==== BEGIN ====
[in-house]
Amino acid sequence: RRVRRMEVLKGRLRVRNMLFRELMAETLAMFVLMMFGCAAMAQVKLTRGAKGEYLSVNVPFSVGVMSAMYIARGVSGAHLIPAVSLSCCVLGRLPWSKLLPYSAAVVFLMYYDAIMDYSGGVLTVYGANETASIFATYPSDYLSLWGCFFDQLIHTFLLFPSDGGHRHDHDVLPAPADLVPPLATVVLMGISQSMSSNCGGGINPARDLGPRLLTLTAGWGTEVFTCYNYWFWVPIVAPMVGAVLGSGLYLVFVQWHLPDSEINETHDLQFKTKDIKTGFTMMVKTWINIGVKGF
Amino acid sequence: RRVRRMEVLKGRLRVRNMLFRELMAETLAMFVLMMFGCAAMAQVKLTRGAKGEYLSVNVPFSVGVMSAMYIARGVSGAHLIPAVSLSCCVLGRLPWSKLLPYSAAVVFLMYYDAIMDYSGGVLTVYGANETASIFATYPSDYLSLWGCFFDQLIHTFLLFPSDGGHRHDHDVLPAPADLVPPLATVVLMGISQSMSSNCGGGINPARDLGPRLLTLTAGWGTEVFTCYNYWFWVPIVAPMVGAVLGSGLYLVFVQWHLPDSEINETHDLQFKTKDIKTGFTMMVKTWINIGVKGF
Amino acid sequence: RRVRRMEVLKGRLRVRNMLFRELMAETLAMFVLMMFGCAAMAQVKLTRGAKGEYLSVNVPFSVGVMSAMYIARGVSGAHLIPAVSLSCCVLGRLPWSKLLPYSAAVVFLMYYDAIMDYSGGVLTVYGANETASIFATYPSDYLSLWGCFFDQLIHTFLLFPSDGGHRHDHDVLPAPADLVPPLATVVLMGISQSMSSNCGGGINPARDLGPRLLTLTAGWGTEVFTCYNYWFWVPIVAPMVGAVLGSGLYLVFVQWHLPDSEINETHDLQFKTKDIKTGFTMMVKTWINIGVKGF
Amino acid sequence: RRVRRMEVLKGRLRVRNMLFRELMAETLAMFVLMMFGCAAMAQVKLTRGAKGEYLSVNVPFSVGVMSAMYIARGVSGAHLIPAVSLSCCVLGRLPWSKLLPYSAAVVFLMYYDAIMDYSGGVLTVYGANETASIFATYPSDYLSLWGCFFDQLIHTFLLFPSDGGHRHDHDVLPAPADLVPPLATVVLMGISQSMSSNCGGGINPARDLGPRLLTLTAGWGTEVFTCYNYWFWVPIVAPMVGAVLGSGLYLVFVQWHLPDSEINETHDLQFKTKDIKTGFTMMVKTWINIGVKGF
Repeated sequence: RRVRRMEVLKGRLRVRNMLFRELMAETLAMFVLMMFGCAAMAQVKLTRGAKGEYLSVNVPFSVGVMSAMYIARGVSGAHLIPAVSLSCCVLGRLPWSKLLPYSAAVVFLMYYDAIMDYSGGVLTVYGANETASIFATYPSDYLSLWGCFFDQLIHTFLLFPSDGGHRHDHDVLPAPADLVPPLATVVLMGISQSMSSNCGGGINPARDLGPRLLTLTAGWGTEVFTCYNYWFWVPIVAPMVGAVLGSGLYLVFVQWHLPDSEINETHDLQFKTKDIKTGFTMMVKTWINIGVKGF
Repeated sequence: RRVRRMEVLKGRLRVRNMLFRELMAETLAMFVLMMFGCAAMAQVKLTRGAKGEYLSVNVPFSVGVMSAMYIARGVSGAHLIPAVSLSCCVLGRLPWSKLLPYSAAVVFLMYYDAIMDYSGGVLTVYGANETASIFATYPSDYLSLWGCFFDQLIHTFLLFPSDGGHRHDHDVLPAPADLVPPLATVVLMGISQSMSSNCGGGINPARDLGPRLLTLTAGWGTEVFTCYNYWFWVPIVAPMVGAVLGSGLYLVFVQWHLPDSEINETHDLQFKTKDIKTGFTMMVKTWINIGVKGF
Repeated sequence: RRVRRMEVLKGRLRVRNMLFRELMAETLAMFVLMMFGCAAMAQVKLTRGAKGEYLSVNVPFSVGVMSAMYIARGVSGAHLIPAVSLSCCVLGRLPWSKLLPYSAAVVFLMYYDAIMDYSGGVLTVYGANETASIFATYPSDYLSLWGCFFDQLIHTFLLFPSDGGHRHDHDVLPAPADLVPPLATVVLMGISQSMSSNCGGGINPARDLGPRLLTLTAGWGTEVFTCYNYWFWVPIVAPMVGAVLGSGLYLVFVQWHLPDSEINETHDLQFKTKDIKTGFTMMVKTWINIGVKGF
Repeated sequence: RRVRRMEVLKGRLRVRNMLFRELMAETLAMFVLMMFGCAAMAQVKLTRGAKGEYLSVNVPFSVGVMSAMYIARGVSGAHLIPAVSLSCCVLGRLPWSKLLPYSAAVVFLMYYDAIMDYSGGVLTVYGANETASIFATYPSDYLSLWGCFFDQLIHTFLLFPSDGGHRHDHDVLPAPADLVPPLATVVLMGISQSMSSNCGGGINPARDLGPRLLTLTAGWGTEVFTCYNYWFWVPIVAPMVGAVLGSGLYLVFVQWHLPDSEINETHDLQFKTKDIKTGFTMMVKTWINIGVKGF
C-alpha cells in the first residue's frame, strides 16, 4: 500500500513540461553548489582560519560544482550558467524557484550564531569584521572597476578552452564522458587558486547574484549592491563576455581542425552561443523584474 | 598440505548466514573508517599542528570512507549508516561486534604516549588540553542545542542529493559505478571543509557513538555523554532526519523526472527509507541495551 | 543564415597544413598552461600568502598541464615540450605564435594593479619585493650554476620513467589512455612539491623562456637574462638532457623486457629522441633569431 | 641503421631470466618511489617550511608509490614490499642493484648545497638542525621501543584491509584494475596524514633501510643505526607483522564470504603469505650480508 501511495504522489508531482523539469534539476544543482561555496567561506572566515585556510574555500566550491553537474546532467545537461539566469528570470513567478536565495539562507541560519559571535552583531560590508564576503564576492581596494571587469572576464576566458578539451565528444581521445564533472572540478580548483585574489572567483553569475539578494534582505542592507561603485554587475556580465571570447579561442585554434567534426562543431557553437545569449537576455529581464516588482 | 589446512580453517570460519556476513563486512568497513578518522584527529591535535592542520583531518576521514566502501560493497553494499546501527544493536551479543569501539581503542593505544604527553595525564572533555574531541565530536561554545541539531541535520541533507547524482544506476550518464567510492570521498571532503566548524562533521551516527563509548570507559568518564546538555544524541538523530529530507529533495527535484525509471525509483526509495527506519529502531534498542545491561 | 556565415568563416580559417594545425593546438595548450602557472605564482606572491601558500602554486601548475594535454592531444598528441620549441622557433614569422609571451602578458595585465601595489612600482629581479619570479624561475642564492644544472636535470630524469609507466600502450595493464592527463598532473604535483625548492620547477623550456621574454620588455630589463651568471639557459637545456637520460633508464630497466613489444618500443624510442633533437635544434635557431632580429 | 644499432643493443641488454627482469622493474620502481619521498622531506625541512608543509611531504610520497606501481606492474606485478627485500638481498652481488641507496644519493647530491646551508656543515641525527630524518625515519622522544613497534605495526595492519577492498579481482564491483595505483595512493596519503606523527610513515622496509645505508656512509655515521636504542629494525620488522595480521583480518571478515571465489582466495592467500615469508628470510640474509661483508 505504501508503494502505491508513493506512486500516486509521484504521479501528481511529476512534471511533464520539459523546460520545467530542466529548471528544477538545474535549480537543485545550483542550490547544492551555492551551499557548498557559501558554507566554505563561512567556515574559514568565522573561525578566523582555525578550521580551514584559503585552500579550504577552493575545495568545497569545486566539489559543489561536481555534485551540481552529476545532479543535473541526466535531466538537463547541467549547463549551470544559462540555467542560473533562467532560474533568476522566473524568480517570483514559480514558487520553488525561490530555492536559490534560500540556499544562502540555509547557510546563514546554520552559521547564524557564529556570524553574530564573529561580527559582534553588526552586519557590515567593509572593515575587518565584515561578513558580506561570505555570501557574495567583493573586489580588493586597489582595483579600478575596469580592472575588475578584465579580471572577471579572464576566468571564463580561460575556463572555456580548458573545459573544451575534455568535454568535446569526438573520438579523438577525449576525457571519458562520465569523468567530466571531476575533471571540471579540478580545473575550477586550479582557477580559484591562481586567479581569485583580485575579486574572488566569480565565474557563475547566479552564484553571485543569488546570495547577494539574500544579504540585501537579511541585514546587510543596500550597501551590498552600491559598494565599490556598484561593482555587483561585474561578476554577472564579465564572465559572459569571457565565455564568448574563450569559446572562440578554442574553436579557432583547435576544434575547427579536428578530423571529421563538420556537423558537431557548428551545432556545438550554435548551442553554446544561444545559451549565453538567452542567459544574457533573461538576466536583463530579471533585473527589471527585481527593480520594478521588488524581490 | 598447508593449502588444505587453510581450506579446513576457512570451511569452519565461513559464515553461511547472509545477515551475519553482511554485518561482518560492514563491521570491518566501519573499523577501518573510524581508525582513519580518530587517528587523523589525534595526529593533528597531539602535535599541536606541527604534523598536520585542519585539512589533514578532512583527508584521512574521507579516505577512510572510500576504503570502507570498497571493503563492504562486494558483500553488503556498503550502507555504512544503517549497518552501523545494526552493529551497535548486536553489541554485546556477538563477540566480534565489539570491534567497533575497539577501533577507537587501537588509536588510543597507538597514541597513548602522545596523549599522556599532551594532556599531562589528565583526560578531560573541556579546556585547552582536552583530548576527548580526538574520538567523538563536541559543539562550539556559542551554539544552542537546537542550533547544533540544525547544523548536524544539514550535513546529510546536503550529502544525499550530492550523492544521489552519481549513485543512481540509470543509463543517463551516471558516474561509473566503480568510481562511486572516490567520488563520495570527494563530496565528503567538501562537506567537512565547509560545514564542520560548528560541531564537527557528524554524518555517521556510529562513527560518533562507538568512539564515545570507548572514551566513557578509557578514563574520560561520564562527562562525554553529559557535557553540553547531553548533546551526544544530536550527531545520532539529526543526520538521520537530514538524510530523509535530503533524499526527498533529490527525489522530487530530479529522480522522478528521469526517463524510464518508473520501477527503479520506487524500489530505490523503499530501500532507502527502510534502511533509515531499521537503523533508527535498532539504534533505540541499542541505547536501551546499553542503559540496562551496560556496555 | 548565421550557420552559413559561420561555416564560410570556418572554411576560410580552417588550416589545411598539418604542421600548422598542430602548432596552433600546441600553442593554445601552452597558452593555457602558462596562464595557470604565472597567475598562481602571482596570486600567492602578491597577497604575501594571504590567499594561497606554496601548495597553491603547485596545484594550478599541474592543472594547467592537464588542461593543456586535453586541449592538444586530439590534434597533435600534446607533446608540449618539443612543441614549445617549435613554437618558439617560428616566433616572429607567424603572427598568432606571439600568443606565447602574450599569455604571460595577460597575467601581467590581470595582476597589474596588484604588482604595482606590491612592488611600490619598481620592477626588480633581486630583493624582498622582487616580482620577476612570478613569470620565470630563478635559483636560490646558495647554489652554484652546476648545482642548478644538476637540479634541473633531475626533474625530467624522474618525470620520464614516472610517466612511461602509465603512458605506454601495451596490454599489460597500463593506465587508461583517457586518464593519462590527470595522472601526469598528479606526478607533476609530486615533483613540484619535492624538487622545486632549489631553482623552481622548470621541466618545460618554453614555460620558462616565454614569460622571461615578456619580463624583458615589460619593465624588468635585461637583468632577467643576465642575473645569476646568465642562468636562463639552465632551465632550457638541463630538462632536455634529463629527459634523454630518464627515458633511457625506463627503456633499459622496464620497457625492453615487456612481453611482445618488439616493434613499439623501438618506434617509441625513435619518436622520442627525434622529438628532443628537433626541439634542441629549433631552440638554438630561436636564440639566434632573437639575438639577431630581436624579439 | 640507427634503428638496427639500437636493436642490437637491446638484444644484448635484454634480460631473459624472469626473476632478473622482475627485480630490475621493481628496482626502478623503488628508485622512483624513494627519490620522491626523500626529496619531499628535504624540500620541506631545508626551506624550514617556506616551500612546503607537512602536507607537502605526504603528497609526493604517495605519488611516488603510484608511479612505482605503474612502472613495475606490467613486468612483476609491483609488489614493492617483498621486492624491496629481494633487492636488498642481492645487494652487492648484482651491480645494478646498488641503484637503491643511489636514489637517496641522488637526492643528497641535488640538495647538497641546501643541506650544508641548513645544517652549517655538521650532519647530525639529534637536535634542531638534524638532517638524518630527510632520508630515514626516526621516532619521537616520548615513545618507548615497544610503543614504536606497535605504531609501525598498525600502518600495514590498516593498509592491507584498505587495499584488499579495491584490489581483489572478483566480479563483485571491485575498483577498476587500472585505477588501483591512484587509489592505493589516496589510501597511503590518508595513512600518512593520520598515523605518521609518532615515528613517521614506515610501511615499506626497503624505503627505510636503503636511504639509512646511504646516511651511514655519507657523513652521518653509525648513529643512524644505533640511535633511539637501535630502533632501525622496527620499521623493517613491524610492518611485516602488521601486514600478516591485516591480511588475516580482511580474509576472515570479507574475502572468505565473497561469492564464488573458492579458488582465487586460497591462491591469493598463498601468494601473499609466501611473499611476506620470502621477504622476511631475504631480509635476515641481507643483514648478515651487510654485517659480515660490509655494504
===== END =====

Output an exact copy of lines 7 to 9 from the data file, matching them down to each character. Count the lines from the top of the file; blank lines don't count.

Repeated sequence: RRVRRMEVLKGRLRVRNMLFRELMAETLAMFVLMMFGCAAMAQVKLTRGAKGEYLSVNVPFSVGVMSAMYIARGVSGAHLIPAVSLSCCVLGRLPWSKLLPYSAAVVFLMYYDAIMDYSGGVLTVYGANETASIFATYPSDYLSLWGCFFDQLIHTFLLFPSDGGHRHDHDVLPAPADLVPPLATVVLMGISQSMSSNCGGGINPARDLGPRLLTLTAGWGTEVFTCYNYWFWVPIVAPMVGAVLGSGLYLVFVQWHLPDSEINETHDLQFKTKDIKTGFTMMVKTWINIGVKGF
Repeated sequence: RRVRRMEVLKGRLRVRNMLFRELMAETLAMFVLMMFGCAAMAQVKLTRGAKGEYLSVNVPFSVGVMSAMYIARGVSGAHLIPAVSLSCCVLGRLPWSKLLPYSAAVVFLMYYDAIMDYSGGVLTVYGANETASIFATYPSDYLSLWGCFFDQLIHTFLLFPSDGGHRHDHDVLPAPADLVPPLATVVLMGISQSMSSNCGGGINPARDLGPRLLTLTAGWGTEVFTCYNYWFWVPIVAPMVGAVLGSGLYLVFVQWHLPDSEINETHDLQFKTKDIKTGFTMMVKTWINIGVKGF
Repeated sequence: RRVRRMEVLKGRLRVRNMLFRELMAETLAMFVLMMFGCAAMAQVKLTRGAKGEYLSVNVPFSVGVMSAMYIARGVSGAHLIPAVSLSCCVLGRLPWSKLLPYSAAVVFLMYYDAIMDYSGGVLTVYGANETASIFATYPSDYLSLWGCFFDQLIHTFLLFPSDGGHRHDHDVLPAPADLVPPLATVVLMGISQSMSSNCGGGINPARDLGPRLLTLTAGWGTEVFTCYNYWFWVPIVAPMVGAVLGSGLYLVFVQWHLPDSEINETHDLQFKTKDIKTGFTMMVKTWINIGVKGF